“Do not be like horse or mule, which have no understanding;
who must be fitted with bit and bridle,
or else they will not stay near you.”
The Book of Psalms is one of the great treasures of Holy Scripture. It is at the center of the common life of many worshiping communities, particularly those in monastic traditions (many Benedictine communities, for instance, read the entire Psalter in worship every week). The centrality of the Psalms is not at all surprising when you consider their extraordinary breadth. The Book of Psalms covers the entire range of human emotions, from the jubilation of Psalm 150 to the despair of Psalm 22, from the hopefulness of Psalm 121 to the lament of Psalm 51. There are, however, moments in the Psalms that are difficult to categorize. One of my good friends is fond of saying that there are times that the Book of Psalms sounds a bit like the rantings of the uncle you only see once a year. These snippets include non sequiturs like Psalm 147:10. It’s easy to imagine a middle aged man interrupting the dinnertime conversation by saying, “Hey, hey, hey! Just so you know, God is not impressed with the might of a horse,” just before the rest of the party returns to the topic at hand.
This verse from Psalm 32 that Episcopalians read last Sunday (also horse-related) seems to fall within this category. The Psalmist gives us the unsolicited advice that we should not behave like horses or mules, that we should not depend on bits or bridles. The implication, of course, is that the intelligent person, the one who is not like a mule, remains close to God without tethers and without the threat of punishment or retribution. This sentiment is somewhat expected. We are used to hearing that truly faithful people have a desire to be with God.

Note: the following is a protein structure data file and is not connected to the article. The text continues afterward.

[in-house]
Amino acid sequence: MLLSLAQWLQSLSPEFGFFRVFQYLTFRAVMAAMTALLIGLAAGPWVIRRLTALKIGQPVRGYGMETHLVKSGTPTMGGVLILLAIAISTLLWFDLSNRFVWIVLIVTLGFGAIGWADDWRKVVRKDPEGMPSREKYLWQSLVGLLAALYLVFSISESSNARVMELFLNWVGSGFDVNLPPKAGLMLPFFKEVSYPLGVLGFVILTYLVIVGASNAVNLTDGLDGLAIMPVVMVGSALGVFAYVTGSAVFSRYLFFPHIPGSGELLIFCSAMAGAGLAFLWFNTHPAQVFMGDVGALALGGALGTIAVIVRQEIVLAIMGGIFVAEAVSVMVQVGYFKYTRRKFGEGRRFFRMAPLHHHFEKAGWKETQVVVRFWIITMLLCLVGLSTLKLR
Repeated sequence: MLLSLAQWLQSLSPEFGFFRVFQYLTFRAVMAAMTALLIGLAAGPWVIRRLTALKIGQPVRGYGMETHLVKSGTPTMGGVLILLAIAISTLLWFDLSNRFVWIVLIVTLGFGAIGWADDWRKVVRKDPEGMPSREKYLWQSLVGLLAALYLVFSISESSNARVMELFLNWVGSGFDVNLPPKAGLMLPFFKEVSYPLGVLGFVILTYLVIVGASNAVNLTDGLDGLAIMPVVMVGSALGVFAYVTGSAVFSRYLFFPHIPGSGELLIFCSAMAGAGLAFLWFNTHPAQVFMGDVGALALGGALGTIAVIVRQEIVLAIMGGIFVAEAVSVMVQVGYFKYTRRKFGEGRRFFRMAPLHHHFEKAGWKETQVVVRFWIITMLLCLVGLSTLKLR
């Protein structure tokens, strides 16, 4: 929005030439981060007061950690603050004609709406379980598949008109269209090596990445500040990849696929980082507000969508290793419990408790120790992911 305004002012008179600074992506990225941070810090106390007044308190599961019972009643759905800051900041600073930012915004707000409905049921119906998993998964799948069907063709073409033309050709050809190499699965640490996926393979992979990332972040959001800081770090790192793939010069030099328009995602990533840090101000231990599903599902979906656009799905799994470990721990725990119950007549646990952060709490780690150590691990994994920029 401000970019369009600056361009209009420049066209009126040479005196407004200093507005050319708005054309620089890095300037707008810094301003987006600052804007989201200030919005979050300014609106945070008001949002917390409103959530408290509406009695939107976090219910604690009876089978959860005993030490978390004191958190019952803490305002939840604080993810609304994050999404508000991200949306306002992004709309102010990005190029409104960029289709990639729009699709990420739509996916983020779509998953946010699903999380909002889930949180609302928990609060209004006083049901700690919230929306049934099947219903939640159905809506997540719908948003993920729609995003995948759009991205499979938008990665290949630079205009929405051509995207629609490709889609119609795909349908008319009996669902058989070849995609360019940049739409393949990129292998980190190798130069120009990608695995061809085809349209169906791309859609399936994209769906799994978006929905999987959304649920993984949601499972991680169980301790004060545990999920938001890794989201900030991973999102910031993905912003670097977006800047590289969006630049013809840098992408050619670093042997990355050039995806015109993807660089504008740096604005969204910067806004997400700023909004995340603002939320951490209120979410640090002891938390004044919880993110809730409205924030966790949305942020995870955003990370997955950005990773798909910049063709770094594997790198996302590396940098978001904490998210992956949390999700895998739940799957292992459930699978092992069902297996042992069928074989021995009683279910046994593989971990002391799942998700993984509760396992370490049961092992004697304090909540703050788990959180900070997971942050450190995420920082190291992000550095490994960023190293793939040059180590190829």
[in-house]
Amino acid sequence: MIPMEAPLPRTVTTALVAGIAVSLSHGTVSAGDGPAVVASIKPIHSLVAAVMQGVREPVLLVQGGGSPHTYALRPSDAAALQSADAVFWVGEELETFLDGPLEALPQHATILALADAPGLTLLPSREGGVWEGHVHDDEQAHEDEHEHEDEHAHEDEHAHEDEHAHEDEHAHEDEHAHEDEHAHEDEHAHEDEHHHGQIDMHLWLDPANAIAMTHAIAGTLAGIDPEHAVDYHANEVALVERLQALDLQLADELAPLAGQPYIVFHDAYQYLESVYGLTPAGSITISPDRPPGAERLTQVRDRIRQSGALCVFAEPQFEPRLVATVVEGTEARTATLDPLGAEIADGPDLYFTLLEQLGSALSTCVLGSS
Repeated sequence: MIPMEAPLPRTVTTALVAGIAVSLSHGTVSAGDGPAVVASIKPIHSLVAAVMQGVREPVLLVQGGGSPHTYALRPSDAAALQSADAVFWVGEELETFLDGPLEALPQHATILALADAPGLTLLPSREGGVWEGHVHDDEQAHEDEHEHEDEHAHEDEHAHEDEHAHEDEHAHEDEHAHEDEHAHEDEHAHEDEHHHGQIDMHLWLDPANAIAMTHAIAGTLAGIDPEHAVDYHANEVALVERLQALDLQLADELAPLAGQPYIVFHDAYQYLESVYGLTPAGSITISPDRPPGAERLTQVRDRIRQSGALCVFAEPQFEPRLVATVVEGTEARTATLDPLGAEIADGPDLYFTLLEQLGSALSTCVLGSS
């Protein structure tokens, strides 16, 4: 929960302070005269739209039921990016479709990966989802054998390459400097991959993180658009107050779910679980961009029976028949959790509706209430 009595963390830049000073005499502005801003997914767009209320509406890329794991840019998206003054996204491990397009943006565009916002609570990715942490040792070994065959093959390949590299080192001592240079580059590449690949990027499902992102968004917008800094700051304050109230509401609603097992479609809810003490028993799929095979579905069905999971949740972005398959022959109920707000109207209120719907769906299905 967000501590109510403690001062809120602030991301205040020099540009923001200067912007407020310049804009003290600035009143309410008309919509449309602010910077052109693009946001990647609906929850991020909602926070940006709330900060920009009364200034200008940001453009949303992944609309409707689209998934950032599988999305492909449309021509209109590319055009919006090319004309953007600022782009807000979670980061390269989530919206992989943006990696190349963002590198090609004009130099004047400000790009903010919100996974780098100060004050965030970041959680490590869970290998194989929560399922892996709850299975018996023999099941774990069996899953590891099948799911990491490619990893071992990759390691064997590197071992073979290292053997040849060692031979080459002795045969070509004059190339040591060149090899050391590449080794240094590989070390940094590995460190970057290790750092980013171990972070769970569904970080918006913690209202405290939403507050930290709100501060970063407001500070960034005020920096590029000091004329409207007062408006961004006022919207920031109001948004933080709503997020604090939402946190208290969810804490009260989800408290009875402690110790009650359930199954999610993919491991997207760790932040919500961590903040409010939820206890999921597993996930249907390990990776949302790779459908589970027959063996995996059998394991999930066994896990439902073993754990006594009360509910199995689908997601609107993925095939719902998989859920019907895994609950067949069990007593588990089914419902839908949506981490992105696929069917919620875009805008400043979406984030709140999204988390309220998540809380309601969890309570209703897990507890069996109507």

Notice, however, that the converse is also true. We are told not to behave like horses or mules, but this implies that God will not treat us like horses or mules. God does not fit us with bit or bridle and coerce us into staying near; rather, God invites us into the joy of a nearness that is not about being chained down, but being in a loving relationship. Unfortunately, the Church has a poor track record when it comes to embracing this aspect of God’s identity. We have been inclined to fit people with bits and bridles in order to keep them in line. We have been more interested in getting people to follow rules than in helping them experience the nearness of God’s presence. We have, in short, failed to invite people into a relationship with the one who created and redeemed them, and we are called to repent. Fortunately, Lent is an opportunity to do just that. This season is a chance to invite people into relationship rather than trying to keep them in line. I pray that you will see this season as an opportunity to draw closer to the God who refuses to fit you with bit or bridle.